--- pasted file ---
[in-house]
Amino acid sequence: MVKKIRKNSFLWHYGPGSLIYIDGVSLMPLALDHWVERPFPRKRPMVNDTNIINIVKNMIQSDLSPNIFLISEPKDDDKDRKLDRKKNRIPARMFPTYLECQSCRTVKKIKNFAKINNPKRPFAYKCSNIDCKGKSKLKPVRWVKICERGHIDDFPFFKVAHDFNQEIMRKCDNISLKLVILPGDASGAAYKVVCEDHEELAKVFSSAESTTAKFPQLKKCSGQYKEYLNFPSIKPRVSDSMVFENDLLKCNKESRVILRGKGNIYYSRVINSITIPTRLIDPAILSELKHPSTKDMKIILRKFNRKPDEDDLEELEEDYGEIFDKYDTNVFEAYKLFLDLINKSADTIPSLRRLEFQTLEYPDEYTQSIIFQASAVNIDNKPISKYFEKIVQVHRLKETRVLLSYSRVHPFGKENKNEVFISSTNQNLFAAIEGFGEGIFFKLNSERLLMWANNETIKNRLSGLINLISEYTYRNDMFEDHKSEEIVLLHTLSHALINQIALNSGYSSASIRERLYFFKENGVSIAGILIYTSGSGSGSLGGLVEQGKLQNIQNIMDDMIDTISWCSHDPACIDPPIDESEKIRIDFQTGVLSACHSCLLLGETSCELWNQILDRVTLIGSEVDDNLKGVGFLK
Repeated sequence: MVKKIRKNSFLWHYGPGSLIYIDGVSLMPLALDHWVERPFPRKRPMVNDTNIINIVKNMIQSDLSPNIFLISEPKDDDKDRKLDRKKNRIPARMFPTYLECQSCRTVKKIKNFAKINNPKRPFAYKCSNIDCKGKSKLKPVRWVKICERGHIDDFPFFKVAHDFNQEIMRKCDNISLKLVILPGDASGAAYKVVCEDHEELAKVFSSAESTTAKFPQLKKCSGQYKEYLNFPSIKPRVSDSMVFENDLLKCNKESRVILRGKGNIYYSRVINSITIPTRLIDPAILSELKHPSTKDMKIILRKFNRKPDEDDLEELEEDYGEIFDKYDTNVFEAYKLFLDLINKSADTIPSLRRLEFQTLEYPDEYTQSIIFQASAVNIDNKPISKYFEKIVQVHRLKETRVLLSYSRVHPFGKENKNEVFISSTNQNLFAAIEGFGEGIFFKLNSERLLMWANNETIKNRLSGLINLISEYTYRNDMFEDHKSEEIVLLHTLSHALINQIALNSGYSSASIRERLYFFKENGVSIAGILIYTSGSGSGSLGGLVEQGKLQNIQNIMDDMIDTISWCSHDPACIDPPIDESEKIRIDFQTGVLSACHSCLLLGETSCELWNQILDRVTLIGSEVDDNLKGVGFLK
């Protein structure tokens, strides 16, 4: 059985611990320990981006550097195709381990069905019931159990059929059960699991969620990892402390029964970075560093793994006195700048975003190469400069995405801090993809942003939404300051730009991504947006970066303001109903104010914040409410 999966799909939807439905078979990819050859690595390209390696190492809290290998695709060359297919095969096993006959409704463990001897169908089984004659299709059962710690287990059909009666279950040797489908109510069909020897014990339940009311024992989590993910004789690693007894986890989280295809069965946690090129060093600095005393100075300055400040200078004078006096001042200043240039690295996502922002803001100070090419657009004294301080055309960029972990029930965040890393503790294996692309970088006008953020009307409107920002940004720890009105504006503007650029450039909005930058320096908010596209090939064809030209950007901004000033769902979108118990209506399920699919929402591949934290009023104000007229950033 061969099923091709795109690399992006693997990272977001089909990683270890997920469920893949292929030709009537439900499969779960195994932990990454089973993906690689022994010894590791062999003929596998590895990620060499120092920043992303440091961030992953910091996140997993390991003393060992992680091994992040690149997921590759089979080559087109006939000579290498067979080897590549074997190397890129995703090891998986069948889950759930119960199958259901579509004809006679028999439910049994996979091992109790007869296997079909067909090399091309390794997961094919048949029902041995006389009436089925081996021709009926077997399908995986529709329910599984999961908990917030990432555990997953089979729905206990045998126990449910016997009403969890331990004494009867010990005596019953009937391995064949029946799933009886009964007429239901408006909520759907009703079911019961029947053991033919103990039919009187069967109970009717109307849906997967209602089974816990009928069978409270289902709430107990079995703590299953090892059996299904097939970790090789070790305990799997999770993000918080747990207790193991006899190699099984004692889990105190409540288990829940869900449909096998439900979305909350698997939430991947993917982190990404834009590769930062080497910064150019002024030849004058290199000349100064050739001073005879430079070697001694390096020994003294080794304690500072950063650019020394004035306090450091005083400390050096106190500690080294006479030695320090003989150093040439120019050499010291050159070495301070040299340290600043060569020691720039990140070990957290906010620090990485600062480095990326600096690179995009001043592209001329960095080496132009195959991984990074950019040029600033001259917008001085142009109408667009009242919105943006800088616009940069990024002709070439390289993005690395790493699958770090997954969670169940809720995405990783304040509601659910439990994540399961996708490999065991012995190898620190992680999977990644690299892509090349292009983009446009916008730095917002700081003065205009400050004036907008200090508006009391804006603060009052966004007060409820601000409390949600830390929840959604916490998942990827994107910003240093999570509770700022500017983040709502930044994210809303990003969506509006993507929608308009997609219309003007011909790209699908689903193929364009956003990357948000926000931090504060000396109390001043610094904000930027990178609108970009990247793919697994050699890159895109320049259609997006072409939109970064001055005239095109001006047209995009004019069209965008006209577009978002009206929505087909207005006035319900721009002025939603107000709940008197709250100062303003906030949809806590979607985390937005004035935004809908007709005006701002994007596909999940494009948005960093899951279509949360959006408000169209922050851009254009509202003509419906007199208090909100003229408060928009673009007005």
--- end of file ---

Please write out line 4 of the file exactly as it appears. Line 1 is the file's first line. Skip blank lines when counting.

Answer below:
């Protein structure tokens, strides 16, 4: 059985611990320990981006550097195709381990069905019931159990059929059960699991969620990892402390029964970075560093793994006195700048975003190469400069995405801090993809942003939404300051730009991504947006970066303001109903104010914040409410 999966799909939807439905078979990819050859690595390209390696190492809290290998695709060359297919095969096993006959409704463990001897169908089984004659299709059962710690287990059909009666279950040797489908109510069909020897014990339940009311024992989590993910004789690693007894986890989280295809069965946690090129060093600095005393100075300055400040200078004078006096001042200043240039690295996502922002803001100070090419657009004294301080055309960029972990029930965040890393503790294996692309970088006008953020009307409107920002940004720890009105504006503007650029450039909005930058320096908010596209090939064809030209950007901004000033769902979108118990209506399920699919929402591949934290009023104000007229950033 061969099923091709795109690399992006693997990272977001089909990683270890997920469920893949292929030709009537439900499969779960195994932990990454089973993906690689022994010894590791062999003929596998590895990620060499120092920043992303440091961030992953910091996140997993390991003393060992992680091994992040690149997921590759089979080559087109006939000579290498067979080897590549074997190397890129995703090891998986069948889950759930119960199958259901579509004809006679028999439910049994996979091992109790007869296997079909067909090399091309390794997961094919048949029902041995006389009436089925081996021709009926077997399908995986529709329910599984999961908990917030990432555990997953089979729905206990045998126990449910016997009403969890331990004494009867010990005596019953009937391995064949029946799933009886009964007429239901408006909520759907009703079911019961029947053991033919103990039919009187069967109970009717109307849906997967209602089974816990009928069978409270289902709430107990079995703590299953090892059996299904097939970790090789070790305990799997999770993000918080747990207790193991006899190699099984004692889990105190409540288990829940869900449909096998439900979305909350698997939430991947993917982190990404834009590769930062080497910064150019002024030849004058290199000349100064050739001073005879430079070697001694390096020994003294080794304690500072950063650019020394004035306090450091005083400390050096106190500690080294006479030695320090003989150093040439120019050499010291050159070495301070040299340290600043060569020691720039990140070990957290906010620090990485600062480095990326600096690179995009001043592209001329960095080496132009195959991984990074950019040029600033001259917008001085142009109408667009009242919105943006800088616009940069990024002709070439390289993005690395790493699958770090997954969670169940809720995405990783304040509601659910439990994540399961996708490999065991012995190898620190992680999977990644690299892509090349292009983009446009916008730095917002700081003065205009400050004036907008200090508006009391804006603060009052966004007060409820601000409390949600830390929840959604916490998942990827994107910003240093999570509770700022500017983040709502930044994210809303990003969506509006993507929608308009997609219309003007011909790209699908689903193929364009956003990357948000926000931090504060000396109390001043610094904000930027990178609108970009990247793919697994050699890159895109320049259609997006072409939109970064001055005239095109001006047209995009004019069209965008006209577009978002009206929505087909207005006035319900721009002025939603107000709940008197709250100062303003906030949809806590979607985390937005004035935004809908007709005006701002994007596909999940494009948005960093899951279509949360959006408000169209922050851009254009509202003509419906007199208090909100003229408060928009673009007005």